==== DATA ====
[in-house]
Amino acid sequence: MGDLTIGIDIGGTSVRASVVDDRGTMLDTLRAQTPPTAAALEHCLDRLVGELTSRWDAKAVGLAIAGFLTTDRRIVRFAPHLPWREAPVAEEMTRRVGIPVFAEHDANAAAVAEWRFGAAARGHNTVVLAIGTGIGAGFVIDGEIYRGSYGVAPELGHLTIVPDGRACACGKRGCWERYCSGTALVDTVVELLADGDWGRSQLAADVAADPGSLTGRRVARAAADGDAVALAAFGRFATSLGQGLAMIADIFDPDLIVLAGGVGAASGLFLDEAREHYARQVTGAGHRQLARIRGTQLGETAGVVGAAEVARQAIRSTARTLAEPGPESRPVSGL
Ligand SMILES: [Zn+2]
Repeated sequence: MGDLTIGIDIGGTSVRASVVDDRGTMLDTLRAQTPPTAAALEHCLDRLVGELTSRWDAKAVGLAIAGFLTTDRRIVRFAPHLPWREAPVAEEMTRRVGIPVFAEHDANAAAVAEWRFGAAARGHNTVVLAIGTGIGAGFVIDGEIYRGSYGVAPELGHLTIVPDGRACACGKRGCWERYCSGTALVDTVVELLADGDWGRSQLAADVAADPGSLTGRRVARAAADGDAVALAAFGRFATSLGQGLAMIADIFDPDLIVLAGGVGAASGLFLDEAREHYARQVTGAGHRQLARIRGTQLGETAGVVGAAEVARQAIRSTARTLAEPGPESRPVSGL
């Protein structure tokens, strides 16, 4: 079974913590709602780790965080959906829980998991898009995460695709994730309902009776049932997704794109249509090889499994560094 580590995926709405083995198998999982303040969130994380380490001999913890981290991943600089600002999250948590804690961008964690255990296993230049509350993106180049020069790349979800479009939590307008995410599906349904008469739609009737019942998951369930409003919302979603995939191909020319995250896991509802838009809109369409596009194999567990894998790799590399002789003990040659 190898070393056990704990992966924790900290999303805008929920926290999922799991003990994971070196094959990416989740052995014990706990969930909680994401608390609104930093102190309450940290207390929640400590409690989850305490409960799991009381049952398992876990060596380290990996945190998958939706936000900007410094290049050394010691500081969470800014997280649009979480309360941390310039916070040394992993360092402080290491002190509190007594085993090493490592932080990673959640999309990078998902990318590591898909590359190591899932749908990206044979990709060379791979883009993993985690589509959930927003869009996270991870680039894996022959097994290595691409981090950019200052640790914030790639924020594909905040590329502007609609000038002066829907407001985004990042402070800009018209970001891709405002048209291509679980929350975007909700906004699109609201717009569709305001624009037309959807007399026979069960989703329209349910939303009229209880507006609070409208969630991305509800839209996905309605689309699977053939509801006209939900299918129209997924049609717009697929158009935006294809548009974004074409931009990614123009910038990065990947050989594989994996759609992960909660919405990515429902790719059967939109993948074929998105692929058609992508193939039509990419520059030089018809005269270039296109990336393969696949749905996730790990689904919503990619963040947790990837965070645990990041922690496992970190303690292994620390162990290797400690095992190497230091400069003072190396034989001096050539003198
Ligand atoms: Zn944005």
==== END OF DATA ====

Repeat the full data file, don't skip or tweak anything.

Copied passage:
[in-house]
Amino acid sequence: MGDLTIGIDIGGTSVRASVVDDRGTMLDTLRAQTPPTAAALEHCLDRLVGELTSRWDAKAVGLAIAGFLTTDRRIVRFAPHLPWREAPVAEEMTRRVGIPVFAEHDANAAAVAEWRFGAAARGHNTVVLAIGTGIGAGFVIDGEIYRGSYGVAPELGHLTIVPDGRACACGKRGCWERYCSGTALVDTVVELLADGDWGRSQLAADVAADPGSLTGRRVARAAADGDAVALAAFGRFATSLGQGLAMIADIFDPDLIVLAGGVGAASGLFLDEAREHYARQVTGAGHRQLARIRGTQLGETAGVVGAAEVARQAIRSTARTLAEPGPESRPVSGL
Ligand SMILES: [Zn+2]
Repeated sequence: MGDLTIGIDIGGTSVRASVVDDRGTMLDTLRAQTPPTAAALEHCLDRLVGELTSRWDAKAVGLAIAGFLTTDRRIVRFAPHLPWREAPVAEEMTRRVGIPVFAEHDANAAAVAEWRFGAAARGHNTVVLAIGTGIGAGFVIDGEIYRGSYGVAPELGHLTIVPDGRACACGKRGCWERYCSGTALVDTVVELLADGDWGRSQLAADVAADPGSLTGRRVARAAADGDAVALAAFGRFATSLGQGLAMIADIFDPDLIVLAGGVGAASGLFLDEAREHYARQVTGAGHRQLARIRGTQLGETAGVVGAAEVARQAIRSTARTLAEPGPESRPVSGL
């Protein structure tokens, strides 16, 4: 079974913590709602780790965080959906829980998991898009995460695709994730309902009776049932997704794109249509090889499994560094 580590995926709405083995198998999982303040969130994380380490001999913890981290991943600089600002999250948590804690961008964690255990296993230049509350993106180049020069790349979800479009939590307008995410599906349904008469739609009737019942998951369930409003919302979603995939191909020319995250896991509802838009809109369409596009194999567990894998790799590399002789003990040659 190898070393056990704990992966924790900290999303805008929920926290999922799991003990994971070196094959990416989740052995014990706990969930909680994401608390609104930093102190309450940290207390929640400590409690989850305490409960799991009381049952398992876990060596380290990996945190998958939706936000900007410094290049050394010691500081969470800014997280649009979480309360941390310039916070040394992993360092402080290491002190509190007594085993090493490592932080990673959640999309990078998902990318590591898909590359190591899932749908990206044979990709060379791979883009993993985690589509959930927003869009996270991870680039894996022959097994290595691409981090950019200052640790914030790639924020594909905040590329502007609609000038002066829907407001985004990042402070800009018209970001891709405002048209291509679980929350975007909700906004699109609201717009569709305001624009037309959807007399026979069960989703329209349910939303009229209880507006609070409208969630991305509800839209996905309605689309699977053939509801006209939900299918129209997924049609717009697929158009935006294809548009974004074409931009990614123009910038990065990947050989594989994996759609992960909660919405990515429902790719059967939109993948074929998105692929058609992508193939039509990419520059030089018809005269270039296109990336393969696949749905996730790990689904919503990619963040947790990837965070645990990041922690496992970190303690292994620390162990290797400690095992190497230091400069003072190396034989001096050539003198
Ligand atoms: Zn944005």